The Financial Express

Plastic pushes potters to the brink

File photo used for representational purpose. (Collected) File photo used for representational purpose. (Collected)

Potters are now a marginalised community. Their main product earthenware has long lost its demand. Pottery artifacts adorn the drawing rooms of a particular class of people and therefore enjoy a limited market mainly in the capital city and other cities. Finely crafted clay flower vases can rival those made from ceramic. But not all potters are capable of making those. Some of them make idols that are worshipped by some religious communities. The occasions of such religious festivals are seasonal. Yet this is a very good source of income for the artisans where their works enjoy a substantial demand. 

Clearly pottery as a traditional handicraft is facing threat of extinction. But what has led to this situation should have given a cause for serious concern. Aluminum pots and pans have replaced those of the earthen types used earlier for cooking. Then plastic appears on the scene to elbow out most of the earthen pots and pitchers. Lighter, cheaper and not developing cracks or breaking as easily as the earthen pots and pans, the plastic replacements are highly convenient for use. But the plastic invasion has been so pervasive that the material has found its place into the belly of sea creatures including the largest mammal, whale. The amount of plastic found in their stomachs is as high as 40 kgs recorded in a dead whale on a beach of the Philippines.

Plastic use is increasing in a much higher proportion to the decline in the use of earthenware. So it is possible that the potters will lose their livelihoods to plastic. In the rural areas and small towns, potters are struggling to stay in their traditional occupation. Small pitchers used for collection of date juice, large containers in which molasses of sugarcane is stored and pot used for preparing curd or yoghurt have yet to be replaced by their plastic counterparts. The commercial dairy industry, however, uses plastic containers for preparation of yoghurt. Earthen flowerpots or tubs have already been replaced and some versions have a rope-like hanging device. To make the matter worse, the bakeries have started using airtight plastic containers for selling their products. Some of these containers are quite hardy and can be used for other purposes later on. Then there are one-time pots, plates, glass, spoons which are now used randomly just to avoid the inconvenience of cleaning the traditional varieties used just a decade or two ago.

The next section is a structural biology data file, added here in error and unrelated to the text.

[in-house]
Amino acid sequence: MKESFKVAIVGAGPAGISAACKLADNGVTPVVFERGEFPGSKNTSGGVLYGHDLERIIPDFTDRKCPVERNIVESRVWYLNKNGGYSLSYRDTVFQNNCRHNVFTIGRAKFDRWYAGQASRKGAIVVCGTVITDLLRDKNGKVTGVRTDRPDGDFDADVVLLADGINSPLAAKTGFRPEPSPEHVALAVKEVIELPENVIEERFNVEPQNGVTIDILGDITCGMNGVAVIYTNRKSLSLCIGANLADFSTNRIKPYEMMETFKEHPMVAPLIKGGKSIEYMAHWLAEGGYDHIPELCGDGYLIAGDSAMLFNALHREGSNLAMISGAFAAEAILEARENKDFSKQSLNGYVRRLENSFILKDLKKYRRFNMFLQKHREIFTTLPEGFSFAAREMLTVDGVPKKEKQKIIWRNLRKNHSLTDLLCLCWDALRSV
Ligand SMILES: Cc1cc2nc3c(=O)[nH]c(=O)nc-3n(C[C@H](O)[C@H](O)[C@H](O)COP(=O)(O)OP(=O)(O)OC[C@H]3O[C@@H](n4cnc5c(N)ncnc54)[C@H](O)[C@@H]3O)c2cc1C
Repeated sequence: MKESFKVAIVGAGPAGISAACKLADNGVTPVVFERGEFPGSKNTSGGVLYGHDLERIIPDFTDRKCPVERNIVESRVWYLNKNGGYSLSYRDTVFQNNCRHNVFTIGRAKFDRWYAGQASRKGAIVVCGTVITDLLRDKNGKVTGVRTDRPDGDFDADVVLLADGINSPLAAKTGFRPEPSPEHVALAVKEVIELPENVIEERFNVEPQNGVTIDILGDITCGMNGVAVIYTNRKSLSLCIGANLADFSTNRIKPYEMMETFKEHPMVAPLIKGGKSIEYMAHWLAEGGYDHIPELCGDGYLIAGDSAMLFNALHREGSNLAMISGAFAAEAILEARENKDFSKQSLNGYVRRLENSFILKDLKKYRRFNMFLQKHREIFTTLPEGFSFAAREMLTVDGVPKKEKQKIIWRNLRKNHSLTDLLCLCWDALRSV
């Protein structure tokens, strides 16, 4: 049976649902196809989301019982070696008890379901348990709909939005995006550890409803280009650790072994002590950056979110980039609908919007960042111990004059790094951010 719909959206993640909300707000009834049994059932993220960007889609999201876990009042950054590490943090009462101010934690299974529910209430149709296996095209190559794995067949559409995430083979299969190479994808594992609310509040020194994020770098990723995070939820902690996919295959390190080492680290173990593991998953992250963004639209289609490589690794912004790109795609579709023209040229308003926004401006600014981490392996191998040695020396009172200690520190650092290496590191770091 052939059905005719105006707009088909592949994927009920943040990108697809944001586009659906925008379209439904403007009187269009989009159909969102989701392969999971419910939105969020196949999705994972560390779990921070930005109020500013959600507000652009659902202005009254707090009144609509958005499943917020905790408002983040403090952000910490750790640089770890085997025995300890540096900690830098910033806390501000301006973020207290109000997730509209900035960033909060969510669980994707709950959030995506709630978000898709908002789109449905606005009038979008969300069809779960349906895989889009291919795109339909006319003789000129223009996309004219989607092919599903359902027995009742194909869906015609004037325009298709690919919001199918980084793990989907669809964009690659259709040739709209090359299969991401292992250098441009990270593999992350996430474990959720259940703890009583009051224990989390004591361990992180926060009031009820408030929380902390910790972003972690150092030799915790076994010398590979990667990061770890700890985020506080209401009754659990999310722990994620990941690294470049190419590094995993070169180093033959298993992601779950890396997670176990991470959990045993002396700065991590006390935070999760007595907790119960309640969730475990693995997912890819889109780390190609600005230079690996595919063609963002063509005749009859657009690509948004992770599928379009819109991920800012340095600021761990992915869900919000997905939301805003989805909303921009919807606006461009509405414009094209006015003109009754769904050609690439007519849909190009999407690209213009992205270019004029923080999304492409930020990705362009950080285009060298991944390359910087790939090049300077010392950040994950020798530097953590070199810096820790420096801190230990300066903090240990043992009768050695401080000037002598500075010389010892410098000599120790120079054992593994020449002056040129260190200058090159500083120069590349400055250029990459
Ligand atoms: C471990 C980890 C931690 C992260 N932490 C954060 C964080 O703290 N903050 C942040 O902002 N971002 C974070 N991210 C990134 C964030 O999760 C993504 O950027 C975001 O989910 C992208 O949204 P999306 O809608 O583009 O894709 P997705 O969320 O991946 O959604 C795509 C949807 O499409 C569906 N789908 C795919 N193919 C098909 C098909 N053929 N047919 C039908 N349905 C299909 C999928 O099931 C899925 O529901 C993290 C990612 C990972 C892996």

Human civilization is focusing on personal hygiene and convenience at the expense of the environment and the ecosystem. Promotion of the plastic industry may soon prove suicidal. Had the pottery been promoted instead, the environment and the bio-diversity balance would not turn so fragile as of today. Plastic, together with polythene has posed an oversize and unmitigated threat to water source and land for crop production and in its turn to the food security in the future.

The cost of convenience and so-called hygienic concern may be heavy for the future generation. Already, the climate change has started exhibiting erratic patterns of seasonal variations ---at times bringing about significant reversals to the so long accepted benefits of weather. If the climate is in further turmoil because of pernicious human activities societies could avoid if they so desired, life and living will really hang in the balance on this planet. The comfort zone, the rich and superrich are enjoying today may disappear before they become aware of the disaster. It would be desirable to make the lifestyle simpler than making it complicated and cosier, otherwise the planet will turn uninhabitable. Our traditional artisans including potters provide an answer to the danger and disaster society is heading for.           

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